Advertisement

Archive for Sunday, January 14, 2007

Tips to tackle common basement organization problems

January 14, 2007

Advertisement

When the weather outside gets frightful, why not clean the dreaded basement?

After stashing stuff there for months - or, let's be honest, decades - basements often present an overwhelming challenge. For most of us, they are THE last room to clean.

"Everything you don't know what to do with ends up in your basement," says Karen DeClark, who runs KD Organizing, a Sterling Heights, Mich., professional organization company.

To help, we consulted DeClark and three other pros who sort, clean and redecorate for a living.

Ready to descend? Put on your work clothes, grab some trash bags and let's get going.

The strategy

Decide on how you would like to use portions of your basement. A crafts area? A home office? A play area? A home entertainment spot?

Basements are "a whole, extra room your family can use," says Shelley Wagner, whose Grosse Pointe Park, Mich., firm, Set the Stage, helps people get their homes ready for sale, a growing field called staging.

Get help

To find someone in your area: National Association of Professional Organizers, www.napo.net, 847-375-4746.

Costs

Vary with job and time required. Some charge an hourly rate, such as $50. Others charge for a minimum number of hours, such as $250 for a five-hour session. Some offer a free consultation; others charge for a needs assessment, listing problems and solutions.

Draw up a list of problems, says Linda Holland, a Rochester Hills, Mich., professional organizer who started Simplicity Organizing. Once defined, solutions are easier to find, she says.

Typical basement dilemmas: Poor lighting. No sorting shelf in laundry. Unsightly old furnace. Endless piles of kids' artwork, toys and clothes.

Coaxing others to help

Ask for help with the basement project as a gift for your birthday, Mother's or Father's Day or holiday.

Tell everyone they must get rid of something, even if it's a few piles of books or a stack of records and tapes. For adult children no longer at home, declare an amnesty period for them to pick up whatever they want. Set a deadline and stick to it.

Divide and conquer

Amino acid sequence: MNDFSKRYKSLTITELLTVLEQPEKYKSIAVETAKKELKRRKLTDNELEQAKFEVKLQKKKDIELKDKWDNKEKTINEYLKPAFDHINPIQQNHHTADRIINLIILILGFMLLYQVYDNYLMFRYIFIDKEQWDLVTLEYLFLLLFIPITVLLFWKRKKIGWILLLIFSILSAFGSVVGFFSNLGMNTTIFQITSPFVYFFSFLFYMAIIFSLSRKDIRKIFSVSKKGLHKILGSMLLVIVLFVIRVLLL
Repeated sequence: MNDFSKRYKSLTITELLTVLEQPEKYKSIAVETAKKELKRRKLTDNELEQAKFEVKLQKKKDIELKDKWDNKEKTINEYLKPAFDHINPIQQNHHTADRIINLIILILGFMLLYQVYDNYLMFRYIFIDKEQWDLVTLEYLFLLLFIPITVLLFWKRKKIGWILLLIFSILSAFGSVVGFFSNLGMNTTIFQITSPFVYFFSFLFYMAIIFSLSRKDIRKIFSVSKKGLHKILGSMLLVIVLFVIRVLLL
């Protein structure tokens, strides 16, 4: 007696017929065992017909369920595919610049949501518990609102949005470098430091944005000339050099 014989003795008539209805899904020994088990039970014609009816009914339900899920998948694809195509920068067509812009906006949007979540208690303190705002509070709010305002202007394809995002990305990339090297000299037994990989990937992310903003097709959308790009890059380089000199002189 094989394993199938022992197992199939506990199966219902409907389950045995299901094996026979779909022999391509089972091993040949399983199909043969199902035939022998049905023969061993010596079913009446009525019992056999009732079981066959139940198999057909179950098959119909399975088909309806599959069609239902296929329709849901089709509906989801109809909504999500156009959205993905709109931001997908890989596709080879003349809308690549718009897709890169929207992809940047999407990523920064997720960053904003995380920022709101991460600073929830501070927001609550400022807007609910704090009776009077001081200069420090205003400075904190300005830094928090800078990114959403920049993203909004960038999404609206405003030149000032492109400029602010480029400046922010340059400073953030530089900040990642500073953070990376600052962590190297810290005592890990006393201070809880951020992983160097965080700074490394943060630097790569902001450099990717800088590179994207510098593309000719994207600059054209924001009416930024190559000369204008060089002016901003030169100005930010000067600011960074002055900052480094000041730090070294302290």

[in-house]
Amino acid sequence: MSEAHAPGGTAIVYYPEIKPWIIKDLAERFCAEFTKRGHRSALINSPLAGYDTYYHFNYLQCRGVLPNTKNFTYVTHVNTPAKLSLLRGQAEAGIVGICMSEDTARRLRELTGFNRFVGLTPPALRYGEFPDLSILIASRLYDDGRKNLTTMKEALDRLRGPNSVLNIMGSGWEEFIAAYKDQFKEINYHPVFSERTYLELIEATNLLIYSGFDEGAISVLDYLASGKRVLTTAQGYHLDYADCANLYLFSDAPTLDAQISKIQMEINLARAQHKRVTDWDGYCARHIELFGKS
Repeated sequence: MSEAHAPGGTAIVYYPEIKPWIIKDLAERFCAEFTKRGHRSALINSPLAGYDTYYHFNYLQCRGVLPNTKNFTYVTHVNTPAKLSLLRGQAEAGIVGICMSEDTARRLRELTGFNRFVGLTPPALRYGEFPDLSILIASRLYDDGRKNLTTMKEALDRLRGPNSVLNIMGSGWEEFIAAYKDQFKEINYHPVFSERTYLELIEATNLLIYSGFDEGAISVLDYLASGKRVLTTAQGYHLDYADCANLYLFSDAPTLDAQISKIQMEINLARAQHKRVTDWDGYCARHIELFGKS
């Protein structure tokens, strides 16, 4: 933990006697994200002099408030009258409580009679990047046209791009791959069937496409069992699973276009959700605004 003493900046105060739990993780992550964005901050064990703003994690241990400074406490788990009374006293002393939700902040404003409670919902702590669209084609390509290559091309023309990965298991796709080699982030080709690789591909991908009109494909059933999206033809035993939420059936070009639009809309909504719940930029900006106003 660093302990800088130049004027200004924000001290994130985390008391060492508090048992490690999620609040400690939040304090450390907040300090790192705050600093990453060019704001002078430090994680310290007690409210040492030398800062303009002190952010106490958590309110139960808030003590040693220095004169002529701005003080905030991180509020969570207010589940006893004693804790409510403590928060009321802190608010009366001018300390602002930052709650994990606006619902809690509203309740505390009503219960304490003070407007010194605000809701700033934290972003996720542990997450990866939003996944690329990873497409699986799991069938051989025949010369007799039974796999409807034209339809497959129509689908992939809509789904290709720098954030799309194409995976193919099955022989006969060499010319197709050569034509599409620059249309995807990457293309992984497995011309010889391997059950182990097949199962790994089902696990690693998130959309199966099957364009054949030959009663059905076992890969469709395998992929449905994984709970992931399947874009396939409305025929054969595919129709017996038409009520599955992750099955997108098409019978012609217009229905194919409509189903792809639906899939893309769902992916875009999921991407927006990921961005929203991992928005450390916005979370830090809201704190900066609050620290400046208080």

Pick a large area of the basement, and make three piles: Stay, trash, donate. Start in a corner of the basement, and work your way around. Be ruthless and not too sentimental. Like clothing, "unless you have used it in a year, pitch it, unless it's really memorable," Wagner says.

Never ever

The basement and attic are NOT places to store: fur and leather, wood furniture, stuffed toys, photographs, books, formal dresses and records, tapes and CDs - items most susceptible to temperature changes, moisture damage and pests.

What stays

Holiday decorations, stored in labeled, clear-plastic containers.

Sports paraphernalia you use, hung on a pegboard.

Some of your children's artwork. Gina Miles, a St. Clair Shores professional organizer with HereToHelpOrganize, recommends purchasing a large artist's accordion-style portfolio for the most treasured stuff and tossing the rest. Put toys in clear labeled containers.

What goes

Books you thought you couldn't part with. Do you really need your college textbooks and all those paperbacks?

Water-damaged items.

Clothing your child used to wear. "There's no reason to save kids' clothes," DeClark says. Consider making a quilt of your child's favorite sports shirts or other items, she recommends. Don't sew? Find a local sewing or quilting guild that might take on the job.

Ask your city's refuse department how to dispose of hazardous waste, including old paint and computer components.

Storage know-how

Put clothing in hanging garment bags, away from the light. Before wearing, put the clothes in the dryer for up to 10 minutes, with fabric freshener.

Hang luggage on wall-mounted storage racks or industrial hooks.

Paperwork

Get a filing cabinet or paper organization system. DeClark recommends the Freedom Filer, www.freedomfiler.com, which has a self-purging system to help throw out old bills and items every two years. Prices begin at $139.95. It's worth the investment, she swears.

Laundry

Put up a shelf for sorting laundry. Or if you aren't handy and have the space, buy two saw horses, nail plywood to the top and paint it a cheerful color, says Holland.

Use a stacking cabinet near the washer and dryer to hold your cleaning supplies. Put a dish on it for spare change, and place a trashcan nearby for items that try to work their way into the wash as well as for lint.

Mildew be gone

Run a dehumidifier.

Spray walls with mildew killer, and consider covering brick or stone walls with moisture-blocking paint. To make a homemade mildew remover, mix 1 cup white vinegar, 1 cup dishwashing liquid and 1/2 cup of salt, according to "Dad's Own Housekeeping Book" by David Bowers Workman; $10.95 at www.workman.com.

Reward yourself

Create a corner for your projects.

Repaint a table and cover it with a cheerful cloth. Add a lamp. Put in a comfy chair and a book.

Who said the basement had to be out of sight, out of mind?

Comments

Use the comment form below to begin a discussion about this content.

Commenting has been disabled for this item.